Students must go through ePortfolio processes as well. You can help students by clearly defining what you want them to do for each ePortfolio assignment. Clear instructions that define your expectations go a long way. Give a clear overview of the ingredients that are required in the portfolio and a timeline for completion.
- How long should the reflective statements be and what should they cover?
- What types of artifacts are acceptable to show specific skills or to meet certain standards?
- When is each portion of the ePortfolio assignment due?
- How can you support students to write clear executive summaries of their projects?
Students sometimes wait until the last minute to complete an ePortfolio assignment, making the artifact less valuable as a way to assess their learning or to bridge to career. Consider breaking ePortfolio assignments into parts that are completed throughout the semester. For example, if the students have never seen the ePortfolio tool, schedule a date early in the semester for a presentation or workshop by staff or faculty supporting ePortfolio efforts on campus. Consider assigning students to provide peer review feedback a month before the actual final ePortfolio assignment is due, so the students will have time to address missing components or weak sections.
Notes about access to technology and Universal Design for Learning: When you create ePortfolio assignments, be sure to consider what technology students will need to complete them. If you want students to create a video, are there cameras for students to check out? Are there video editing stations for students to reserve? If you want students to create an artifact using specialized software (e.g., a statistics application like SPSS, a graphic editing application like Adobe Photoshop or Illustrator), do any campus or college computer labs have that software available for students to use?
Universal Design for Learning:
Universal Design for Learning, or UDL, is an educational approach to make sure that every student has an equal chance to succeed. For details, see:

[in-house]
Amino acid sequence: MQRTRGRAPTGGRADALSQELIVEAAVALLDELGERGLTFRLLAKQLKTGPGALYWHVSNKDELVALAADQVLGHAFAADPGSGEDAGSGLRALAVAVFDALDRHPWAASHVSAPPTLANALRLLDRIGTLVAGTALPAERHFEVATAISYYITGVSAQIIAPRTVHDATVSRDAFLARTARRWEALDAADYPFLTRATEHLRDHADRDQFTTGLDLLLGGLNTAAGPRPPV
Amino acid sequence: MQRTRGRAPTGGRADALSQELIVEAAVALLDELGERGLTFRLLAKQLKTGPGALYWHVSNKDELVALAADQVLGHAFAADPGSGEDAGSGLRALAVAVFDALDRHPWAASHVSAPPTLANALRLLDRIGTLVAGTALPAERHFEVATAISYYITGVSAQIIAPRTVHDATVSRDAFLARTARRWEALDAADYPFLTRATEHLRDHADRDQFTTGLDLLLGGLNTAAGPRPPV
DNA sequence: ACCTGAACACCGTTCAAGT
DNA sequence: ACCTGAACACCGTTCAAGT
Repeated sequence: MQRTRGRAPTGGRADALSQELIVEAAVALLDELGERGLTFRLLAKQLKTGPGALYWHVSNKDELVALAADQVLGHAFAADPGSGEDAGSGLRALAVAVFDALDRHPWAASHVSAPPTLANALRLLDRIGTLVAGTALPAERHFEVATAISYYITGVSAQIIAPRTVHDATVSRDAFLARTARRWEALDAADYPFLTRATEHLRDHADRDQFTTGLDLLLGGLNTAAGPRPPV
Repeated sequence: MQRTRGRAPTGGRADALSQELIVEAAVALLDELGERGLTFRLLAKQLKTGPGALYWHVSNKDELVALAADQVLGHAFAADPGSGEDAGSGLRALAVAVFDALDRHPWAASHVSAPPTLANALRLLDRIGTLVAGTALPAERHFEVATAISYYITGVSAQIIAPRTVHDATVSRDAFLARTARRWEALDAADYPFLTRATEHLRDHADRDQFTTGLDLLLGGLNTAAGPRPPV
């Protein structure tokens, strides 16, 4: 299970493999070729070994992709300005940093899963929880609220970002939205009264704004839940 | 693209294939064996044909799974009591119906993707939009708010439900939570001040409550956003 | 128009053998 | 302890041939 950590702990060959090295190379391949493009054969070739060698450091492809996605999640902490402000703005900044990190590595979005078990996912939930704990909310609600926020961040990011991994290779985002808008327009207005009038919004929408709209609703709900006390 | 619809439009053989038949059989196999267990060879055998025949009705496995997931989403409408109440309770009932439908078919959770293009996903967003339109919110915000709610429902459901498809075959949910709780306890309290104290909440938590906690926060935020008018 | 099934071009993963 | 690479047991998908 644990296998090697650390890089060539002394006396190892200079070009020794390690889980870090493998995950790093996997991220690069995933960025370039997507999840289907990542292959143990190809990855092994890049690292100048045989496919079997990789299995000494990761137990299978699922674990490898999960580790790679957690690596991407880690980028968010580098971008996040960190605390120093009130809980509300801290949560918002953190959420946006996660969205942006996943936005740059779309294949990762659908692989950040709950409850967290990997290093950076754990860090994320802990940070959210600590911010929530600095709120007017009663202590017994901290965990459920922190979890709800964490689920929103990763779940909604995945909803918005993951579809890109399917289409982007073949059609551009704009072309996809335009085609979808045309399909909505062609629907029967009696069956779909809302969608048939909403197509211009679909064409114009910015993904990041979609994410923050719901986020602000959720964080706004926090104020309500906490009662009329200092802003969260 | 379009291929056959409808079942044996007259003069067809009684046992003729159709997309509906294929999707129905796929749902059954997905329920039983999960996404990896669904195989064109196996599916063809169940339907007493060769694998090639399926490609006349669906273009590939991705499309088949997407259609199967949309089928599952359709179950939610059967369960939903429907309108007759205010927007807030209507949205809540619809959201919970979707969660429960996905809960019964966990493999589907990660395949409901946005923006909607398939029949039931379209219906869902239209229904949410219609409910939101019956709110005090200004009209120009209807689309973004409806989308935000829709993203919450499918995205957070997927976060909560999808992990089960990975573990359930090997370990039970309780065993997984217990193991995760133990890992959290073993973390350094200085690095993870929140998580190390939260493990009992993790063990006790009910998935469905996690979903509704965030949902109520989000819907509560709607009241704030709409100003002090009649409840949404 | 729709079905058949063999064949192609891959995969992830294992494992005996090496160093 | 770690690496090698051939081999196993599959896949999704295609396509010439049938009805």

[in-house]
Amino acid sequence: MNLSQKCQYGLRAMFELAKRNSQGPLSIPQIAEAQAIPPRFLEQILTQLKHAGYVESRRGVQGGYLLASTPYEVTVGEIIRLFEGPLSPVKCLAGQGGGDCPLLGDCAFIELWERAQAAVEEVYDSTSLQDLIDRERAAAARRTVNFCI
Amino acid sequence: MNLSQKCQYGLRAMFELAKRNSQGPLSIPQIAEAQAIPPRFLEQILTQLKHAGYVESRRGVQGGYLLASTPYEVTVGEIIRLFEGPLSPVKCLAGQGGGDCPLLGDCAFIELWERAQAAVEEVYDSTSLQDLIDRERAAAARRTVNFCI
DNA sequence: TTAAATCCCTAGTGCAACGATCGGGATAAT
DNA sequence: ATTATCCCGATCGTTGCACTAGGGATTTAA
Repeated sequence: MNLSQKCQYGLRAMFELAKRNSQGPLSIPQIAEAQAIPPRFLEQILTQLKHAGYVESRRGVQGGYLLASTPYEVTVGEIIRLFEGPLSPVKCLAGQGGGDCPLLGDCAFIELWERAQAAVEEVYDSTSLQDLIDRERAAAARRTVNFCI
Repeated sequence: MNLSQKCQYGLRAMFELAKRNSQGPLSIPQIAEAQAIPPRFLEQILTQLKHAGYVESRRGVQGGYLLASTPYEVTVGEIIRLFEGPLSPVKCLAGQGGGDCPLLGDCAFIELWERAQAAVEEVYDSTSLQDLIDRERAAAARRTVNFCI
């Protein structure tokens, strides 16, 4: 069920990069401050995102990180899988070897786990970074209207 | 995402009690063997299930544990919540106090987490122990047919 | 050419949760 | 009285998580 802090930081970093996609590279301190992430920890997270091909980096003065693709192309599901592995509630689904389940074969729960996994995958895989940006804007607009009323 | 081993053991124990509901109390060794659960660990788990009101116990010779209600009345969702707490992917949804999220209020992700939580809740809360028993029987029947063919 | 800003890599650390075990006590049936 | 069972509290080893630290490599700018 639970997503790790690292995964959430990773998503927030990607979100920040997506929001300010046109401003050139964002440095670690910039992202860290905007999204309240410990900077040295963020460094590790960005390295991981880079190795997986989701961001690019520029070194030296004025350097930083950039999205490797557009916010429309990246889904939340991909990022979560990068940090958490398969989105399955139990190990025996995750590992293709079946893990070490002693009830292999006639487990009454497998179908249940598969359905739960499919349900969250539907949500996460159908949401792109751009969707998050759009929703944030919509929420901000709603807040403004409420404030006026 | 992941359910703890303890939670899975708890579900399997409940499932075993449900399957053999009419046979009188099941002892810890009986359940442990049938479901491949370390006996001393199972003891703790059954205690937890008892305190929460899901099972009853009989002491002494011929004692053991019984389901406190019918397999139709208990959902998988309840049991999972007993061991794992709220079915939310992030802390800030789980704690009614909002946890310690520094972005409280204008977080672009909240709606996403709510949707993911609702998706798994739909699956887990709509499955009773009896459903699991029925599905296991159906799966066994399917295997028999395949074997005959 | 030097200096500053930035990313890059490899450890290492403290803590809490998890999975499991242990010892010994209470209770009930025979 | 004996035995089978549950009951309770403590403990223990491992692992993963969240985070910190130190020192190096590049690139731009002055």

Reflective Writing within ePortfolios
Reflective writing is a key component of an academic ePortfolio and what separates it from being just a "scrapbook" or random collection of work. While each discipline will have unique directions for student reflections, we've found that the use of reflective prompts can be a good way to guide the reflective process.
Reflection demonstrates critical thinking about the class, readings or other materials, assignments and lectures. Each department will want to agree upon some reflective prompts to be shared with those courses that signature assignments will be collected from. For example, the Metro Academies Program (New Window) shares a collection of reflective prompts related to each area of the ePortfolio.
Other departments encourage faculty to use sample reflective prompts related to integrative learning:
- What concepts/ideas/readings/theories or other materials will you carry away with you from this course?
- Where are places that you can see your courses overlap?
- How does the material/theme in one course relate to the material in another?
- How have you grown as a student over the course of this program?
A reflection is not: a simple statement evaluating the course, the professor, or a re-statement of what the course was of what you did in it.